In the shelf adjacent to the head of the Zappulla canyon, filled incised valleys show that the lowstand feeding system is currently shut off (Fig. 9C). The Zappulla channel is fed by disconnected canyon heads within a large shelf edge embayment affected by sediment failure (Figs. 1, 5, and 9C). The channel parallels the base of slope and has a very high backscatter and blocky seafloor indicative of mass-transport deposits (Figs. 2 and 3). Distally, the Zappulla channel connects to small lobes (8 km long and 5 km wide) with a similar backscatter pattern (Figs. 3 and 9A), again suggesting mass-transport deposits (Fig. 4). The mass-transport nature of the high backscatter lobes is confirmed by seafloor samples (Figs. 9B, 9E). Mass-transport deposits compose the major part of the subbottom succession of the Zappulla fan lobe, as shown by a stack of 4 transparent layers in the last 50 m of the lobe sequence (Fig. 9D).

Abandoned Canyon Systems

Both the eastern and western slope sectors bounding the described active fan systems display intermediate backscatter in the canyons (Fig. 2), providing evidence that coarse-grained sediment is not currently delivered to the systems. In the 3-km-wide eastern and 6-km-wide western shelves, canyons do not indent the shelf break and thus are currently shut off from a sediment supply (Figs. 1 and 4).


Connected Canyons Fan Facies

The Calavà and the Orlando connected canyons form, respectively, a turbidite and a mixed fan (Figs. 4 and 10A). The fans show abundant evidence of sediment waves, scours, comet marks, and sandy turbidites at the seafloor, suggestive of highly turbulent flows, such as those initiated due to oceanographic processes and hyperpycnal flows (Piper and Normark, 2009; Romans et al., 2009). Northern Sicily is a mountainous, high-relief region and the rivers have an intermittent regime (called fiumara) with river floods normally occurring twice a year in correspondence with rainy seasons (Regione Siciliana, 2010). The solid discharge of the rivers facing the study area can reach values of 80,000 m3/yr (Brambati et al., 1995). The area is also prone to flash floods, exemplified by three events in northern Sicily between 2007 and 2009 (Aronica et al., 2012). During flash floods, exceptionally large volumes of sediment can be transported to the river mouths, as shown by the mobilization of 780,000 m3 of sediment in the 2009 event in a catchment of only 10 km2 close to the study area (Aronica et al., 2012). During this episode, the occurrence of hyperpycnal flows was observed at fiumara mouths (Casalbore et al., 2011).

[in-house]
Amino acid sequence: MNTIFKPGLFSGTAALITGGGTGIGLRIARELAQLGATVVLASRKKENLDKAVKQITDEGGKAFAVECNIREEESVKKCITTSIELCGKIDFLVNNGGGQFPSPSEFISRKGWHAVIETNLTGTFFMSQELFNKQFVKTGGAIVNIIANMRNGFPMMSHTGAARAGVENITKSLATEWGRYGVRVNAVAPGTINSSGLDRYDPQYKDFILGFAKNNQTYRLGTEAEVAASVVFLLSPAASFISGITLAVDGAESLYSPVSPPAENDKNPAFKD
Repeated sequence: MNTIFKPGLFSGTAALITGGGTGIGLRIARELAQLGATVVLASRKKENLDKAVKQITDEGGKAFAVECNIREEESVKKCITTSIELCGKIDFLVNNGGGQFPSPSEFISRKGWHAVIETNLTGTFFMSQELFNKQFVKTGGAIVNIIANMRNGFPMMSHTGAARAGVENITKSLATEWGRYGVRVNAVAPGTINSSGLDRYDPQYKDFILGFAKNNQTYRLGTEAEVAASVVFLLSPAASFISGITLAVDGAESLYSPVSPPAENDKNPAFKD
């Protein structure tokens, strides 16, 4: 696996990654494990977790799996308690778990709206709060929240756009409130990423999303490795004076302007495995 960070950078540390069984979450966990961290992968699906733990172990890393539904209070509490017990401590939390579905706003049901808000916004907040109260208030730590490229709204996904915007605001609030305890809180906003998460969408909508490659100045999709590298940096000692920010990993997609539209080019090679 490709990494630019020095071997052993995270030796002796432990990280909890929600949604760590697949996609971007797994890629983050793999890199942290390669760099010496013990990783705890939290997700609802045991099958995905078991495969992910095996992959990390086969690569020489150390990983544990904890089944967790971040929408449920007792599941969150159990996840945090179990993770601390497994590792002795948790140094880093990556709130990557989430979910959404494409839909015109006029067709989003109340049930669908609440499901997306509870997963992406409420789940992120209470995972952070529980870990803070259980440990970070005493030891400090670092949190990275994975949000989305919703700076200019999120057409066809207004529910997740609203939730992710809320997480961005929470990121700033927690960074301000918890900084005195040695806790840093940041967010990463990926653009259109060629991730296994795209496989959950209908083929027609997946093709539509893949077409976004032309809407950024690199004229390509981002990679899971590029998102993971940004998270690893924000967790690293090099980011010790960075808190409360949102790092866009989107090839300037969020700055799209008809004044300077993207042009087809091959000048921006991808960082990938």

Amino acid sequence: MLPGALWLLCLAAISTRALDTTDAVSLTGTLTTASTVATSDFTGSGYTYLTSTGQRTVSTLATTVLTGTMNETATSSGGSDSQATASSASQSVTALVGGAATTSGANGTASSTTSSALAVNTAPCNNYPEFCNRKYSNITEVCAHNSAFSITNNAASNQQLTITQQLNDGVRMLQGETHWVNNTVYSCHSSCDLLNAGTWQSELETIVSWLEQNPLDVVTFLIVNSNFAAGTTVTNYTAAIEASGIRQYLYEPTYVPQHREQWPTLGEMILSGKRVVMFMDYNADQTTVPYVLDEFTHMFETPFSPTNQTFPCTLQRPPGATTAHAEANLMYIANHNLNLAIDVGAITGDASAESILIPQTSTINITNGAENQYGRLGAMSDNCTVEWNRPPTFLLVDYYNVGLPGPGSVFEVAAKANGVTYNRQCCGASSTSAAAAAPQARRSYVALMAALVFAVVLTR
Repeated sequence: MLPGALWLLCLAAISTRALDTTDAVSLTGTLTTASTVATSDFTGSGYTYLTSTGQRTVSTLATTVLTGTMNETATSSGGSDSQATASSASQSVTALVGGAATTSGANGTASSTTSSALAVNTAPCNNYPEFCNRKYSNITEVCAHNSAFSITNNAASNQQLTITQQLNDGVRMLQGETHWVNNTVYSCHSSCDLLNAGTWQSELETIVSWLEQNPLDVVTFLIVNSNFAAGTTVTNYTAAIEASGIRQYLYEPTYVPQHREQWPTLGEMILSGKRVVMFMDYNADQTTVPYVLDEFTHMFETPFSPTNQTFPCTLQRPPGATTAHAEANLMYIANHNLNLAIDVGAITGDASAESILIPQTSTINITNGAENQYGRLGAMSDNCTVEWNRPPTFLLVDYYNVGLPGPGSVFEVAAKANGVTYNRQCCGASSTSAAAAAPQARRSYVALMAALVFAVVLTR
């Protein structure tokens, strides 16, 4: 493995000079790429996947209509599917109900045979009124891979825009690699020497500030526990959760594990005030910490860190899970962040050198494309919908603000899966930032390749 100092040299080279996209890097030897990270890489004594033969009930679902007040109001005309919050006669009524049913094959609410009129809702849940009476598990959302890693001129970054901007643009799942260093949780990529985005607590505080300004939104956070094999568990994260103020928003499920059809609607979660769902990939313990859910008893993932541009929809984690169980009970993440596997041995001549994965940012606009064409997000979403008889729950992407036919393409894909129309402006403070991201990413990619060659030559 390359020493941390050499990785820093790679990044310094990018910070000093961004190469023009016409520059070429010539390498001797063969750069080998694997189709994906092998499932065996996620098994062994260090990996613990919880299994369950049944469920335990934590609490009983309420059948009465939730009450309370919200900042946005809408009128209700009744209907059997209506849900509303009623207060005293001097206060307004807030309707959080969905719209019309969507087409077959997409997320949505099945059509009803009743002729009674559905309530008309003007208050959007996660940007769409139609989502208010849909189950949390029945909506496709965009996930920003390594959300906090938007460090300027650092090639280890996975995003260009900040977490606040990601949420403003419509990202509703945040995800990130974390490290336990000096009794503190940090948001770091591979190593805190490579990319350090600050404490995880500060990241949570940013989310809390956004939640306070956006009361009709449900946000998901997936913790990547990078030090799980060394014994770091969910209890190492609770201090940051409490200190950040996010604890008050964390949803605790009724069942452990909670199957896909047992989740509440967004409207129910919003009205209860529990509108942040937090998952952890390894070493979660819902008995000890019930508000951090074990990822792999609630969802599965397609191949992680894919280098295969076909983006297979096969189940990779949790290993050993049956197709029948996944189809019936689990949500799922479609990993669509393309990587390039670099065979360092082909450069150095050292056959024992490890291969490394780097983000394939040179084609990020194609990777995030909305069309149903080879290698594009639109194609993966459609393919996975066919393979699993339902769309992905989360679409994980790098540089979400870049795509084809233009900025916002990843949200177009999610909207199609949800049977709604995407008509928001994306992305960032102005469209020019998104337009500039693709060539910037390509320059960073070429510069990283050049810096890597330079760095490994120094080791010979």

The Calavà canyon head is located in front of the mouth of a relatively large river (Fig. 4). In the coastal area between the canyon head and the river mouth, Holocene deposits have a thickness of <10 ms twt (two-way traveltime; Fig. 11A), equivalent to about 10 m. The deposits thicken away from the very narrow shallow-water area between the river mouth and the canyon head and form two separated sediment bulges (Fig. 11A). This setting is here interpreted as the evidence that the area that connects the river, and the canyon head is characterized mostly by sediment bypass. We therefore conclude that much of the river-born sediments bypass the coastal area and are fed directly to the Calavà canyon head through hyperpycnal flow processes during river floods. A field of sand waves is located west of the canyon at a depth of ∼50 m (Fig. 11A). To the west of the Calavà canyon, two large rivers form deltas upslope from the disconnected Naso and Brolo canyons (Figs. 4, 5, and 10A). Longshore currents trend east (Brambati et al., 1995), and thus the north-south–trending axis of the sediment waves is indicative of an eastward drift of sediment that, intercepted by the canyon head, forms turbidity currents. Thus the proximal part of the Calavà canyon, on the west side of a northward-projecting cape, is fed both by hyperpycnal flows and by an eastward-flowing littoral cell of deltaic sediment (Figs. 4 and 10).